1:1-5 The promise of eternal life to believers in Christ Jesus, is the leading subject of ministers who are employed according to the will of God. The blessings here named, are the best we can ask for our beloved friends, that they may have peace with God the Father and Christ Jesus our Lord. Whatever good we do, God must have the glory. True believers have in every age the same religion as to substance. Their faith is unfeigned; it will stand the trial, and it dwells in them as a living principle. Thus pious women may take encouragement from the success of Lois and Eunice with Timothy, who proved so excellent and useful a minister. Some of the most worthy and valuable ministers the church of Christ has been favoured with, have had to bless God for early religious impressions made upon their minds by the teaching of their mothers or other female relatives.I thank God,.... After the inscription and salutation follows the preface to the epistle; which contains a thanksgiving to God upon Timothy's account, and has a tendency to engage his attention to what he was about to write to him in the body of the epistle. God is the object of praise and thanksgiving, both as the God of nature and providence, and as the God of all grace; for every good thing comes from him, and therefore he ought to have the glory of it; nor should any glory, as though they had not received it: and he is here described, as follows,

whom I serve from my forefathers with pure conscience; the apostle served God in the precepts of the law, as in the hands of Christ, and as written upon his heart by the Spirit of God, in which he delighted after the inward man, and which he served with his regenerated mind; and also in the preaching of the Gospel of Christ, in which he was very diligent and laborious, faithful and successful: and this God, whom he served, was the God of his "forefathers", of Abraham, Isaac, and Jacob, and of Benjamin, of whose tribe he was, and also of his more immediate ancestors. The Ethiopic version renders it, "from my original"; for though he preached the Gospel of Christ, and asserted the abrogation of the ceremonial law, yet he worshipped the one, true, and living God, the God of Israel, and was not an apostate from the true religion, as his enemies would insinuate: and this service of his was performed with a "pure conscience": every man has a conscience, but the conscience of every natural man is defiled with sin; and that is only a pure one, which is sprinkled and purged with the blood of Christ; and whereby a person is only fitted to serve the living God, without the incumbrance of dead works, and slavish fear, and with faith and cheerfulness; and such a conscience the apostle had, and with such an one he served God. For this refers not to his serving of God, and to his conscience, while a Pharisee and a persecutor; for however moral was his conduct and conversation then, and with what sincerity and uprightness soever he behaved, his conscience was not a pure one. He goes on to observe what he thanked God for,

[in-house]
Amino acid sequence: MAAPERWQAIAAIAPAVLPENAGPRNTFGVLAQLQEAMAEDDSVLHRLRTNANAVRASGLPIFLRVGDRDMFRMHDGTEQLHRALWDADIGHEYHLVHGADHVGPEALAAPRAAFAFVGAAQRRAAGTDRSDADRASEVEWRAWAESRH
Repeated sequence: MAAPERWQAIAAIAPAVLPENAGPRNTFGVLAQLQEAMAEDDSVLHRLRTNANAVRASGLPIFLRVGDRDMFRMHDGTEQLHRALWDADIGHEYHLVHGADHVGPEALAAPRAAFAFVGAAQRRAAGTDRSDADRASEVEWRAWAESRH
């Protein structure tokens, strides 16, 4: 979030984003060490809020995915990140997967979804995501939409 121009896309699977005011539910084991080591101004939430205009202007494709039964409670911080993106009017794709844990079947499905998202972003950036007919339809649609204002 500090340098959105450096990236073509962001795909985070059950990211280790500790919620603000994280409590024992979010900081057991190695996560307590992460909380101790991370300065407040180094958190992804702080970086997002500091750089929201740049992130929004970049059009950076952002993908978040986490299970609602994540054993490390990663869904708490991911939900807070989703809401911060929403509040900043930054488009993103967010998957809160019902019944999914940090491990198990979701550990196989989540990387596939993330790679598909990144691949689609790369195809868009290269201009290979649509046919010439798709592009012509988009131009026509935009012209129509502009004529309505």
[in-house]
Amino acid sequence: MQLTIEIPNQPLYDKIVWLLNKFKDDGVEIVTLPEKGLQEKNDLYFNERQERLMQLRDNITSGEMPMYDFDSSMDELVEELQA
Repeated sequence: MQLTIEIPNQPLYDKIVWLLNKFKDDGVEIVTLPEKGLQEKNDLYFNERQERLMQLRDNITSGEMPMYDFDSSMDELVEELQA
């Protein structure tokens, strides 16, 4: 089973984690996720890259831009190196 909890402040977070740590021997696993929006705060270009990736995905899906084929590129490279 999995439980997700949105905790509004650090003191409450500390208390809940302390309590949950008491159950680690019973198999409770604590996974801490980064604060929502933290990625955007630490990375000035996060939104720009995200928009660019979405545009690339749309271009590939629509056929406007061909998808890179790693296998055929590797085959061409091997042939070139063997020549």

that without ceasing I have remembrance of thee in my prayers night and day; that God had laid him upon his heart, and that he had such reason to remember him at the throne of grace continually. We learn from hence, that the apostle prayed constantly night and day; and if so great a man as he stood in need of continual prayer, much more we; and that in his prayers he was not unmindful of his friends, though at a distance from him; and in both these he is to be imitated: it becomes us to pray without ceasing: to pray always, and not faint and give out, to pray every day and night; and to pray for others as well as for ourselves, for all the saints, yea, for our enemies, as well as for our friends.

Courtesy of Open Bible